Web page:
People involved in the anti-nuclear plant agitation protested Tuesday’s blast in the vicinity of the unit, saying the act discredited their “three-year-long” peaceful movement.
“We are ashamed of the incident. It has brought us a bad name. We will help nab the perpetrators of the heinous crime,” a visibly shaken SP Udayakumar, leader of the movement, told Hindustan Times on Thursday.
Seven died in the blast and seven persons, four serious, have admitted in different hospitals. At least five houses were razed.
Though the police had named Udayakumar and a number of anti-nuke leaders in the FIR, later they removed their names after it came to light that a rivalry between two groups led to the bomb manufacturing and subsequent accidental blasts.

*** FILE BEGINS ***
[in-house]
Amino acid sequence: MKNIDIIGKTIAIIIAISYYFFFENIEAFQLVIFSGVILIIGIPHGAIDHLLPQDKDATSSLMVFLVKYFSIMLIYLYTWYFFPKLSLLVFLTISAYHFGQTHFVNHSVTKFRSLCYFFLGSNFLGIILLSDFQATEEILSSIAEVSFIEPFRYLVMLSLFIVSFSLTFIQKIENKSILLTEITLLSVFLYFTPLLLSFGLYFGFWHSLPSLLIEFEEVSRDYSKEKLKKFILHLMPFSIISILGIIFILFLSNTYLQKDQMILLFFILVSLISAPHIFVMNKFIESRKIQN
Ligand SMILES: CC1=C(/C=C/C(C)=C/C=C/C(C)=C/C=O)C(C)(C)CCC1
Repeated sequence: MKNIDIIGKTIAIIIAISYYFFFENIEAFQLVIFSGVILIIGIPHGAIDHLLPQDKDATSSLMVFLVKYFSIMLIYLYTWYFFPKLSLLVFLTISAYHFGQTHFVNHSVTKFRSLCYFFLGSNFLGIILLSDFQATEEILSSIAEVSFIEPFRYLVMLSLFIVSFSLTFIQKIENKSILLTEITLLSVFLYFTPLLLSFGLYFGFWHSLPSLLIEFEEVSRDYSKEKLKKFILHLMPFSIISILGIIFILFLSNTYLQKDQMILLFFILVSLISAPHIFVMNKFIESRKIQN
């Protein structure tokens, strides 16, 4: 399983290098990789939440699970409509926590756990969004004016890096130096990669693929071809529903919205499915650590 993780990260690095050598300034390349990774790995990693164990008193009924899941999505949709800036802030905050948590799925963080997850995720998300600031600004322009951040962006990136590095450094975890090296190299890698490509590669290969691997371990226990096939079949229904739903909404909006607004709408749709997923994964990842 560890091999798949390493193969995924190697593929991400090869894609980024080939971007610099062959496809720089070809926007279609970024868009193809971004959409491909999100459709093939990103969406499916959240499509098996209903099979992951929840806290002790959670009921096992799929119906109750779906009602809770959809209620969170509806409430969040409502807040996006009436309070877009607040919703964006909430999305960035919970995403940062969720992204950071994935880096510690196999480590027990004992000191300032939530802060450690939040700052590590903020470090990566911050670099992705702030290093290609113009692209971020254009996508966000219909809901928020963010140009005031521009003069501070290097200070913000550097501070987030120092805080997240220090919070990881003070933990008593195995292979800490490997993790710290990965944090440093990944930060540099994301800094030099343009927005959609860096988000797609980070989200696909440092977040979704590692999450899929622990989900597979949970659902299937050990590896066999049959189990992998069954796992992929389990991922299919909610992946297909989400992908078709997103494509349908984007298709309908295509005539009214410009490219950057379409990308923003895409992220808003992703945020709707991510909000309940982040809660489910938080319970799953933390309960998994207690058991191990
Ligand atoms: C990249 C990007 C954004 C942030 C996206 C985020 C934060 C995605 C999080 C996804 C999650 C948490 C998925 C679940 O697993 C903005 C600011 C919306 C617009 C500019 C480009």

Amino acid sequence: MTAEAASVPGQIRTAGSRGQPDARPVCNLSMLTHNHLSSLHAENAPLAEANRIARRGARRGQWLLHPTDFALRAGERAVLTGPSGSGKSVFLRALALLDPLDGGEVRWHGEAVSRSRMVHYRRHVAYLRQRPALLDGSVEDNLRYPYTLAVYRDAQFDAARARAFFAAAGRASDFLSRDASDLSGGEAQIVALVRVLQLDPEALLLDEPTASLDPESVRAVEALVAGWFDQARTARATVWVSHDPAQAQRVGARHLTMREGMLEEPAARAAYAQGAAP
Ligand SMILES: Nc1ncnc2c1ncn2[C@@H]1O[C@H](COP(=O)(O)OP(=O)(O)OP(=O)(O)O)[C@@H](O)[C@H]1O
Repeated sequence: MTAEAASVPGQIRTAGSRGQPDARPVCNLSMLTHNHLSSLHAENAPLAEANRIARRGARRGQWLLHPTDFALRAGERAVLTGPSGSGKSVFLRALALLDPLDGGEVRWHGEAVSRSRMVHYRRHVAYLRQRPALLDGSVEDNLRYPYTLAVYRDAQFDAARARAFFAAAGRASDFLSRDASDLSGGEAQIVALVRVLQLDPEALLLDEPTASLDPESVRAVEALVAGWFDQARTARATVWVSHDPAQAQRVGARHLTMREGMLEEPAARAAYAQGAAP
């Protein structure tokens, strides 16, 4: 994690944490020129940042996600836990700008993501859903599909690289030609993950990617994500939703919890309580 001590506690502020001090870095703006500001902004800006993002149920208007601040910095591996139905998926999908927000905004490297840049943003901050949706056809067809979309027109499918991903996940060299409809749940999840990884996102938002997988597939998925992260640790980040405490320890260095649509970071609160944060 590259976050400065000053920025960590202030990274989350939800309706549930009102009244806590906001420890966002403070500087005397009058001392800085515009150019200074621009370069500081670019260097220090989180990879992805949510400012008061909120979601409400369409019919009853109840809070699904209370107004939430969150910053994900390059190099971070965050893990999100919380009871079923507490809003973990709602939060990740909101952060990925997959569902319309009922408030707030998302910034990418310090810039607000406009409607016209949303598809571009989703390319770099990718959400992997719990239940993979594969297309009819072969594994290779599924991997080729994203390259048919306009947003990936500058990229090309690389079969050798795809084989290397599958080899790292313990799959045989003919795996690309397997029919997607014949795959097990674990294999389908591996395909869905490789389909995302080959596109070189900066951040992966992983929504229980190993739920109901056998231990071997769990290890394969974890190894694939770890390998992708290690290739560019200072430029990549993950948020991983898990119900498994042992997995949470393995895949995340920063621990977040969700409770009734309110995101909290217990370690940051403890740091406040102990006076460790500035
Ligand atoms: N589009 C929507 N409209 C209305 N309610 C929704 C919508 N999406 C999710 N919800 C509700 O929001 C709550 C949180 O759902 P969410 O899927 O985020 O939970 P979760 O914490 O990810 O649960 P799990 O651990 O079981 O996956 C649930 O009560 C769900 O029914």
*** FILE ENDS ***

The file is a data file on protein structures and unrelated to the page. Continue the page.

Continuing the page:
The police said bombs went off while miscreants were busy making them.
What has worried the police is that the blast took place in the vicinity of the well-guarded power plant, which started functioning in July.
Kanyakumari superintendent of police S Bidari said his teams were looking at all aspects.
Local resident Peter Milton said: “The area is cordoned off for more than two years. It is a mystery as to how miscreants were making bombs under the nose of the police.”